“We are surrounded by genius” -Janine Benyus.
Take a moment to slow down. Truly look at your surroundings. Breath in the oxygen that keeps us all alive, feel the security of gravity holding you in place. Now, look beyond what you know, and try to conceptualize the simple nothingness of space. The cold, the complete lack of control as you float through a space of no depth, realizing that the dots surrounding you are not on any horizon, but millions of light years away. There is no up or down here, just cold and space.
Within that extremely hostile environment, nature has managed to create amazing structures. The colors and life that abound on this small little rock are pure genius, and it is when you truly comprehend the environment in which life sprouted on Earth, that you begin to realize the true wonder of nature. It has overcome nearly all odds and, working as a system to survive and thrive for millions of years, gave birth to the reality around us.
What biomimicry seeks to do is emulate ‘nature’s genius’ and build structures that replicate what life has done for millions of years. Here is a quick look at six of my favorite inventions in biomimicry.
SEQUESTER CARBON WITH CONCRETE BY STUDYING CORAL
Concrete is used everywhere in our construction. It is used as an essential ingredient in our sidewalks, buildings, and roads. It is also a big contributor to global warming, as its production is costly and dirty. It is estimated that roughly 5% of our excess carbon comes from producing cement. About 4 billion tons are produced globally, and all of this production releases an unhealthy amount of CO2 into our atmosphere.
What if we could completely reverse this? Multiple companies, such as Solidia Tech. and Colera, are experimenting with ways to build concrete that actually absorbs harmful greenhouse gas emissions. This cement acts as a sponge, absorbing CO2 in order to harden.
This technology was first discovered by studying ocean coral and its formation process. When coral forms, “it takes in minerals and CO2 and then secretes calcium carbonate to build its hard exoskeleton.” Seeing the phenomenon in nature, innovative minds began experimenting with this process in order to create their own carbon-loving concrete.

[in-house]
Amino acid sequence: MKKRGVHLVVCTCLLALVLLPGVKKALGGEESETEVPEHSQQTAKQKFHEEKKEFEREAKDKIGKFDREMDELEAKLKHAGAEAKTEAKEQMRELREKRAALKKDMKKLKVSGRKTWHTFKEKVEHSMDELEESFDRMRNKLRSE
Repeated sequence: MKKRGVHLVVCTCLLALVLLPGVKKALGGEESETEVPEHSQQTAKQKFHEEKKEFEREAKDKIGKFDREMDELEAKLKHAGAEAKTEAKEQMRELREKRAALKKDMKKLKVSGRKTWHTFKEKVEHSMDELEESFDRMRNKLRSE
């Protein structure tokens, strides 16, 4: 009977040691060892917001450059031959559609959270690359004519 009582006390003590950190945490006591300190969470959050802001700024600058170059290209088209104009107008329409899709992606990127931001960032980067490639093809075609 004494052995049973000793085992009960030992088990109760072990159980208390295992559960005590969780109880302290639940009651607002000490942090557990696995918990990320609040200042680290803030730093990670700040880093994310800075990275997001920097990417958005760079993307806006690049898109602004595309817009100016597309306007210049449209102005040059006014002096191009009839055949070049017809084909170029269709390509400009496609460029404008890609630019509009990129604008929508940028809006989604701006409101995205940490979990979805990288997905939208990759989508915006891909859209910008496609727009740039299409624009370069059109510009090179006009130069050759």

There are many companies making the dream of commercialized green cement possible. IronKast, for instance, has found a way to further green this process, by taking recycled materials from other industries (such as glass and iron) and form a material that hardens when exposed to carbon dioxide.
RECREATE PHOTOSYNTHESIS AND SELF-REGENERATION ABILITY IN LEAVES
Photosynthesis is one of those amazing processes we couldn’t live without. Plants absorb sunlight, and the sugars, or chloroplasts, in their bodies convert the light into fuel that helps feed an entire tree. It is a self-sufficient process that is also self-regenerating. When the chloroplasts degrade, the leaf replenishes these fuel cells and repairs the damage.
Studying photosynthesis closely, scientists at MIT and Princeton have created their own solar panels based solely on photosynthesis. By emulating the curves and veins on leaves, these panels produce roughly 47% more electricity, all while being more resilient and flexible than the traditional rigid panels that line our roofs.
This research has also led to a breakthrough in self-repairing solar cells. By emulating leaves, we can build panels that contain “A hydrogel medium with embedded channels (that) allows rapid and uniform supply of photoactive reagents.” The solar cell would supply repair agents while it produced energy.
EMULATE THE AQUAPORIN PROTEIN’S ABILITY TO FILTER WATER
Access to clean water is not an easy task for a great deal of the population. As the planet warms and arid climates spread to previously fertile environments, providing clean drinking water to large populations will become a difficult necessity. Desalinization is an option, but as it rests now, it is currently very expensive and, you guessed it, has a huge carbon footprint.
A company called Aquaporin tackles this by simulating the very water filtering channels that exist in all life on Earth. From trees to bacteria to humans, aquaporin proteins filter countless liters of water in all living organisms.